FERC Slams State Overreach on Pipelines; Congress Needs to Act, Too

Dakota AccessMike Krancer
Partner, Leader – Energy, Petrochemical & Natural Resources Practice Group at Blank Rome LLP


A recent Millennium Pipeline decision slamming New York DEC was a needed move by FERC to protect its Federal jurisdiction but Congress needs to act as well.

FERC issued a key and very welcome decision on September 15, 2017 when it held that the State of New York, by its passive aggressive handling of a Clean Water Act (CWA) Section 401 Certification, had waived its authority to issue the Certification. FERC here slaps down on states treating CWA certifications as political footballs to veto pipeline infrastructure projects without regard to law or facts but based on politics and pressure by ideological anti-natural gas interest groups.


This FERC decision here involves the 7.8-mile Millennium Valley Lateral pipeline which is intended to serve the 680 MW gas-fired CPV Valley Energy Center in Wayawanda, Orange County, NY, currently under construction. FERC had granted the Certificate of Public Convenience and Necessity for the line on November 9, 2016 conditioned upon receipt or waiver of State CWA §401 certification.

Millennium had filed its Section 401 application with the New York State Department of Environmental Conservation (NYSDEC) in November 2015. NYSDEC slow walked the application issuing various further demands and moving the goal post further away.  It neither granted nor denied the certification. The federal CWA strikes a federal-state balance by requiring a state to grant or deny a CWA certification for a federal jurisdictional project within one year of receipt of the application. If that has not happened then the law provides that the state has waived its rights under Section 401 to further review the project under the federal CWA.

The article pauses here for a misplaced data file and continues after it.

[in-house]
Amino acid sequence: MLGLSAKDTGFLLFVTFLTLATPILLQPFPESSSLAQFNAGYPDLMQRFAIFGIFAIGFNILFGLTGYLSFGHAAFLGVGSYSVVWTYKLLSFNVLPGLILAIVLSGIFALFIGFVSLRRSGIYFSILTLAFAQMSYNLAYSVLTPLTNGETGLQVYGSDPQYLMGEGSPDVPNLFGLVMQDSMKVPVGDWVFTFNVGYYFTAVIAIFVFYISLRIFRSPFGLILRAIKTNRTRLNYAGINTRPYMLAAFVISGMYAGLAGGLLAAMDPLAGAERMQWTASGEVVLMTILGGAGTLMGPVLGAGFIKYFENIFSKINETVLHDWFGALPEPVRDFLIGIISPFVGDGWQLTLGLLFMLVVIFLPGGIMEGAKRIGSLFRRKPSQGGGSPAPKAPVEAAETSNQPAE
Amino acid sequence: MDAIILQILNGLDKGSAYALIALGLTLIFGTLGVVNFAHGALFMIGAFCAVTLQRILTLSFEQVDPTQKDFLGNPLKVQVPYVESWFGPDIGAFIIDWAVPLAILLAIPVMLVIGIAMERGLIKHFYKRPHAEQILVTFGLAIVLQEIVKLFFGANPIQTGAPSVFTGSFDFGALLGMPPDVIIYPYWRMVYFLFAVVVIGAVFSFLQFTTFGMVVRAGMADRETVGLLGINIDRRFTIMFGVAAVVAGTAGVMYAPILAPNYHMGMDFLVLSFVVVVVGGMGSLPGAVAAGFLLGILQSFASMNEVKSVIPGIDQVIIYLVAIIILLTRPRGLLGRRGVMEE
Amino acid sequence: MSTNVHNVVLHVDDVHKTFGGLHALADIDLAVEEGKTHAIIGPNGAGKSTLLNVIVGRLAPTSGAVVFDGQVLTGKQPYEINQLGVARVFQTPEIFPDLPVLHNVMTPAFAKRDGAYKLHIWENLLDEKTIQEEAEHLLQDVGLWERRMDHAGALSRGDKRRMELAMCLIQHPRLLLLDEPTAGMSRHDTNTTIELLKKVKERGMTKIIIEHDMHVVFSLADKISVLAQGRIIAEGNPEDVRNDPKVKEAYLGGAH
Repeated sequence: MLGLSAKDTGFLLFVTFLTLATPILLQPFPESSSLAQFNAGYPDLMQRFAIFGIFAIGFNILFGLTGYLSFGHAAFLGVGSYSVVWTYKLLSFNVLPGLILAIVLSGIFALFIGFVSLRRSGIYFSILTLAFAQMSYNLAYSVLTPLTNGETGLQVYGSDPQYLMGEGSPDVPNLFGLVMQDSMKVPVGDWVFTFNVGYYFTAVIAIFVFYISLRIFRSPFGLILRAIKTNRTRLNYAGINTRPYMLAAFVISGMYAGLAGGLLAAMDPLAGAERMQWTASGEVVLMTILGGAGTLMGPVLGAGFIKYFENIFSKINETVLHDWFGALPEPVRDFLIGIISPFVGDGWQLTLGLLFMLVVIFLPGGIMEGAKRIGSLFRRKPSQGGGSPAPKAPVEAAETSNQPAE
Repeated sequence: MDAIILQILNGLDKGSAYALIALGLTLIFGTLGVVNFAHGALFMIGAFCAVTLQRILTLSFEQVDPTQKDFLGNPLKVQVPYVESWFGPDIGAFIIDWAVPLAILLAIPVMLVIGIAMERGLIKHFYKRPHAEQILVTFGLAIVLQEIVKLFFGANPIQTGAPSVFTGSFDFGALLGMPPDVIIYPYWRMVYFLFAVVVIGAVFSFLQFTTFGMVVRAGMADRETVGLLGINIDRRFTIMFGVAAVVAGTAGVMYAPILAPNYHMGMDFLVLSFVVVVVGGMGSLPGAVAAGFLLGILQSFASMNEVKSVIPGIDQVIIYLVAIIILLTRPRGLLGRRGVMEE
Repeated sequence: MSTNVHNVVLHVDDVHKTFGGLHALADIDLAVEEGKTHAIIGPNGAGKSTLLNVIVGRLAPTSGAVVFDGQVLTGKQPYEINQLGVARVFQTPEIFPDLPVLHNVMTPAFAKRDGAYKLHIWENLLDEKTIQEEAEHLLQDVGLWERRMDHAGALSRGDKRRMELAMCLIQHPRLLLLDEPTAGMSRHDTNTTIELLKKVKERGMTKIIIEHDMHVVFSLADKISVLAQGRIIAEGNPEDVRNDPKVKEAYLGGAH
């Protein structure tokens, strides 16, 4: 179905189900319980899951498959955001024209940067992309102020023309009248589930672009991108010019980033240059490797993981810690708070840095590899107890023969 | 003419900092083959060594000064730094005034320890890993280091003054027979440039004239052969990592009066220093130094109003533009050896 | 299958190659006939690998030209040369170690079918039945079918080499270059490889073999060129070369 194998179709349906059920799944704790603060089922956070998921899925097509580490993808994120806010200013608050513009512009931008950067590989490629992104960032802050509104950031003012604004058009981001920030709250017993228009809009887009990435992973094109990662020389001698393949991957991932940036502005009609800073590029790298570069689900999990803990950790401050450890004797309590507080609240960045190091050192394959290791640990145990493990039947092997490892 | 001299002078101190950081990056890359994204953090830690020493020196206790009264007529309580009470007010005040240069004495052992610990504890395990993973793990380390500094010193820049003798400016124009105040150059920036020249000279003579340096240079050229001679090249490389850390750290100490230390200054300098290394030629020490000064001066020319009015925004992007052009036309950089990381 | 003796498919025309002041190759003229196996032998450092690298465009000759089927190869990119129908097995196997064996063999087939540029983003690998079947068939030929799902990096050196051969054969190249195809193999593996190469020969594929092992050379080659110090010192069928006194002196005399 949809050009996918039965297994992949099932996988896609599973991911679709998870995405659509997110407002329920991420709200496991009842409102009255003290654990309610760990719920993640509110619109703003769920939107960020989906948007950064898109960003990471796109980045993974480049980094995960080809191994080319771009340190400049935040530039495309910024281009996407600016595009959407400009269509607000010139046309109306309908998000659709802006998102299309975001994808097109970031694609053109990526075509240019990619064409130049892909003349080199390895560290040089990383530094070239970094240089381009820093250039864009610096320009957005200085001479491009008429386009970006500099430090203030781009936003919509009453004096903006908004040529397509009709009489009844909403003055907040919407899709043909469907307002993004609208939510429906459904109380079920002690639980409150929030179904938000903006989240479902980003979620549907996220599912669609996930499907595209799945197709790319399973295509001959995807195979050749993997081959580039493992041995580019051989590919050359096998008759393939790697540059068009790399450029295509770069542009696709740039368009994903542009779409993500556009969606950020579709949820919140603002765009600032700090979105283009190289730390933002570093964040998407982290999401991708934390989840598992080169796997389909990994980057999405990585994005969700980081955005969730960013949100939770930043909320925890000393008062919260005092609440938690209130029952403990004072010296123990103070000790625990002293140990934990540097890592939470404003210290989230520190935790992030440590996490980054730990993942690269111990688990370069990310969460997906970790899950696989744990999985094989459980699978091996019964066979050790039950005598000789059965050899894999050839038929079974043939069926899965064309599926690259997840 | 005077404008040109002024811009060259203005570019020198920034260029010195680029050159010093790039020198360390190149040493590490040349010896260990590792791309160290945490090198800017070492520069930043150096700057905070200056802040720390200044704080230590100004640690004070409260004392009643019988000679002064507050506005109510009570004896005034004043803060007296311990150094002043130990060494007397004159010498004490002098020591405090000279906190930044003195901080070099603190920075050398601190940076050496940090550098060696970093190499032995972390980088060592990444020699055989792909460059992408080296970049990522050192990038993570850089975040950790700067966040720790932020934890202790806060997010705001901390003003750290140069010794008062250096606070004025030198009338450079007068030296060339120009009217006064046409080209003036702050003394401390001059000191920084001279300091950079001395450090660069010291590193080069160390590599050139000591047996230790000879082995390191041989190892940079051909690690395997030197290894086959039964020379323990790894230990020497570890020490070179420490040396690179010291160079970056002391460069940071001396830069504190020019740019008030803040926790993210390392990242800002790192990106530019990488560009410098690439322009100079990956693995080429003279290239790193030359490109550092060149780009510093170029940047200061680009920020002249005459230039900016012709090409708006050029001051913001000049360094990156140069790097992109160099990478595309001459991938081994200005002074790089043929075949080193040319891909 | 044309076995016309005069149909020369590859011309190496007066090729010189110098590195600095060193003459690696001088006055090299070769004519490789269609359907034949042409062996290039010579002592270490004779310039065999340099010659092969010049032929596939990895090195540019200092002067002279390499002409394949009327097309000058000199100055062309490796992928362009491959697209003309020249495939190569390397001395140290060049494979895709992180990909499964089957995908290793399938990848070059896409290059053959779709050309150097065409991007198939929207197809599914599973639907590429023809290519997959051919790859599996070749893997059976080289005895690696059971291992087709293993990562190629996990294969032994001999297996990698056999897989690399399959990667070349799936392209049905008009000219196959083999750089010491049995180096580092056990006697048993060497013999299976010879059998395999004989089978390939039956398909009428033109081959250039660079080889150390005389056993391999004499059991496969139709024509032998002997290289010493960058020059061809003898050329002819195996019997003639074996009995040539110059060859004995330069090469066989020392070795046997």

In July 2017 Millennium wisely asked FERC to declare that the State of New York had waived its authority to issue or deny a water quality certification. While Millennium’s request to FERC was pending, NYSDEC, realizing the pickle it was in, issued on August 30, 2017–one day before NYSDEC’s contended one-year deadline– a two-page letter (signed by the General Counsel of NYSDEC), which supposedly denied “conditionally” the Millennium water quality certification.

NYSDEC’s ridiculous “conditional denial” cited “new law”, namely the recent D.C. Circuit decision Sierra Club v. FERC, 2017 WL 3597014 (D.C. Cir. August 22, 2017) (“Sierra Club”). In that case the D.C. Circuit remanded a case to FERC holding that FERC was obligated to review potential downstream air quality impacts from gas-fired power plants served by that proposed pipeline.

NYSDEC’s citation here is obviously irrelevant and in bad faith because a §401 certification is based on water quality matters, not air matters. The Sierra Club case has nothing to do with New York’s role under the CWA to review a project for consistency with state water quality standards. It is not NYSDEC’s job, nor within its authority under the CWA or as a state under the federal system, to evaluate and judge FERC’s NEPA analysis. That is the province of FERC and the U.S. Court of Appeals.